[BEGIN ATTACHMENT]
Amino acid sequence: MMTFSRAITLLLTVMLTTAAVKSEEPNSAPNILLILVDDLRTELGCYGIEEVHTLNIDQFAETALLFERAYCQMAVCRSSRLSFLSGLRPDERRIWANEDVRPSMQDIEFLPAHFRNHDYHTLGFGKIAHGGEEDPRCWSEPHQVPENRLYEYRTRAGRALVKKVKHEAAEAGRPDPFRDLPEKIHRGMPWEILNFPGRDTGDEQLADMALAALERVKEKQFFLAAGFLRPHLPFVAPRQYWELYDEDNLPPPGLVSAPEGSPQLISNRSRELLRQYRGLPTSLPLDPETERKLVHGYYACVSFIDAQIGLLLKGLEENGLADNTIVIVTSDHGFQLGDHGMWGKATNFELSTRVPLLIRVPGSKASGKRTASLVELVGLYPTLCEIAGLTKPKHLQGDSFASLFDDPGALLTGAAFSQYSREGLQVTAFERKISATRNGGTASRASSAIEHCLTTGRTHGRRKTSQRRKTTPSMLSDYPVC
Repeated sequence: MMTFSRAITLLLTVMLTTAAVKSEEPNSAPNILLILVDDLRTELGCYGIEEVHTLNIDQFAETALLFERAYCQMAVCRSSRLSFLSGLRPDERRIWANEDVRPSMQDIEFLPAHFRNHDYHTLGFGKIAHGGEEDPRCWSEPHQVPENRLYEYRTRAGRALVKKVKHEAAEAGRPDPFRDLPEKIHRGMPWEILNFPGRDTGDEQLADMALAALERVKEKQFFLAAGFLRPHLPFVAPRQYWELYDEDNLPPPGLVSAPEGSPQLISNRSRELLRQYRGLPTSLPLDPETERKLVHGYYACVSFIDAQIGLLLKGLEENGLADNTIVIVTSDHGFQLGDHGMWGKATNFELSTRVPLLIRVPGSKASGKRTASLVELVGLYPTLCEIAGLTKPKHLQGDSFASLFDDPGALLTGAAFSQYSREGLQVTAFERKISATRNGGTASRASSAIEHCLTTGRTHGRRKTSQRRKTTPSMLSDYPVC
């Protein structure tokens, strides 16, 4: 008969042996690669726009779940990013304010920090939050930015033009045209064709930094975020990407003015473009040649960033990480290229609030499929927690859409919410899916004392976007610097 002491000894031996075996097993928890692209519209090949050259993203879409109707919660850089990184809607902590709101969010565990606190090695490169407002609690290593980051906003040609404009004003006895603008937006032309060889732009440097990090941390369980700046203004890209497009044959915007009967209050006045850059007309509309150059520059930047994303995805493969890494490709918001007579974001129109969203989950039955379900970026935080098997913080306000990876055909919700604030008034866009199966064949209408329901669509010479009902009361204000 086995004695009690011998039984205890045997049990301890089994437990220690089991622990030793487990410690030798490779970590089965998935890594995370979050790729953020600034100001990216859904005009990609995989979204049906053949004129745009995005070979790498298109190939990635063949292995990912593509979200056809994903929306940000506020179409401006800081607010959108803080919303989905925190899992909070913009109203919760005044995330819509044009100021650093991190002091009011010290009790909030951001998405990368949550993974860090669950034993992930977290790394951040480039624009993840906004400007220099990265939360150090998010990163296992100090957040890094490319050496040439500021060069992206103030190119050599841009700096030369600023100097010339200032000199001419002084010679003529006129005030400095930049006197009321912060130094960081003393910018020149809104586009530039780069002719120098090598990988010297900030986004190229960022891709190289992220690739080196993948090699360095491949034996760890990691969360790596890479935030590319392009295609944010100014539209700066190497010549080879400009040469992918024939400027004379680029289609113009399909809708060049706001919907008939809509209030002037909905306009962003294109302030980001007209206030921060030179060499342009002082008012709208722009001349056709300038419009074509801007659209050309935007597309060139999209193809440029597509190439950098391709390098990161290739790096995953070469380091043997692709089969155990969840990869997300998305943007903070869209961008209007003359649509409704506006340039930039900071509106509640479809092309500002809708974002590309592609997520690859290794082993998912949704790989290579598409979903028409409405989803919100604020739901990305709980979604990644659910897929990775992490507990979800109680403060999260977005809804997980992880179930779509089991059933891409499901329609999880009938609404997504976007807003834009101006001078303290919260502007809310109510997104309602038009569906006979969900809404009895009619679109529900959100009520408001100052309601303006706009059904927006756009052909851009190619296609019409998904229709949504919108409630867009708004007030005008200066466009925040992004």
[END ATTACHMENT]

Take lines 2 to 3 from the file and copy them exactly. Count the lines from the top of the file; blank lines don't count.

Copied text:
Repeated sequence: MMTFSRAITLLLTVMLTTAAVKSEEPNSAPNILLILVDDLRTELGCYGIEEVHTLNIDQFAETALLFERAYCQMAVCRSSRLSFLSGLRPDERRIWANEDVRPSMQDIEFLPAHFRNHDYHTLGFGKIAHGGEEDPRCWSEPHQVPENRLYEYRTRAGRALVKKVKHEAAEAGRPDPFRDLPEKIHRGMPWEILNFPGRDTGDEQLADMALAALERVKEKQFFLAAGFLRPHLPFVAPRQYWELYDEDNLPPPGLVSAPEGSPQLISNRSRELLRQYRGLPTSLPLDPETERKLVHGYYACVSFIDAQIGLLLKGLEENGLADNTIVIVTSDHGFQLGDHGMWGKATNFELSTRVPLLIRVPGSKASGKRTASLVELVGLYPTLCEIAGLTKPKHLQGDSFASLFDDPGALLTGAAFSQYSREGLQVTAFERKISATRNGGTASRASSAIEHCLTTGRTHGRRKTSQRRKTTPSMLSDYPVC
């Protein structure tokens, strides 16, 4: 008969042996690669726009779940990013304010920090939050930015033009045209064709930094975020990407003015473009040649960033990480290229609030499929927690859409919410899916004392976007610097 002491000894031996075996097993928890692209519209090949050259993203879409109707919660850089990184809607902590709101969010565990606190090695490169407002609690290593980051906003040609404009004003006895603008937006032309060889732009440097990090941390369980700046203004890209497009044959915007009967209050006045850059007309509309150059520059930047994303995805493969890494490709918001007579974001129109969203989950039955379900970026935080098997913080306000990876055909919700604030008034866009199966064949209408329901669509010479009902009361204000 086995004695009690011998039984205890045997049990301890089994437990220690089991622990030793487990410690030798490779970590089965998935890594995370979050790729953020600034100001990216859904005009990609995989979204049906053949004129745009995005070979790498298109190939990635063949292995990912593509979200056809994903929306940000506020179409401006800081607010959108803080919303989905925190899992909070913009109203919760005044995330819509044009100021650093991190002091009011010290009790909030951001998405990368949550993974860090669950034993992930977290790394951040480039624009993840906004400007220099990265939360150090998010990163296992100090957040890094490319050496040439500021060069992206103030190119050599841009700096030369600023100097010339200032000199001419002084010679003529006129005030400095930049006197009321912060130094960081003393910018020149809104586009530039780069002719120098090598990988010297900030986004190229960022891709190289992220690739080196993948090699360095491949034996760890990691969360790596890479935030590319392009295609944010100014539209700066190497010549080879400009040469992918024939400027004379680029289609113009399909809708060049706001919907008939809509209030002037909905306009962003294109302030980001007209206030921060030179060499342009002082008012709208722009001349056709300038419009074509801007659209050309935007597309060139999209193809440029597509190439950098391709390098990161290739790096995953070469380091043997692709089969155990969840990869997300998305943007903070869209961008209007003359649509409704506006340039930039900071509106509640479809092309500002809708974002590309592609997520690859290794082993998912949704790989290579598409979903028409409405989803919100604020739901990305709980979604990644659910897929990775992490507990979800109680403060999260977005809804997980992880179930779509089991059933891409499901329609999880009938609404997504976007807003834009101006001078303290919260502007809310109510997104309602038009569906006979969900809404009895009619679109529900959100009520408001100052309601303006706009059904927006756009052909851009190619296609019409998904229709949504919108409630867009708004007030005008200066466009925040992004």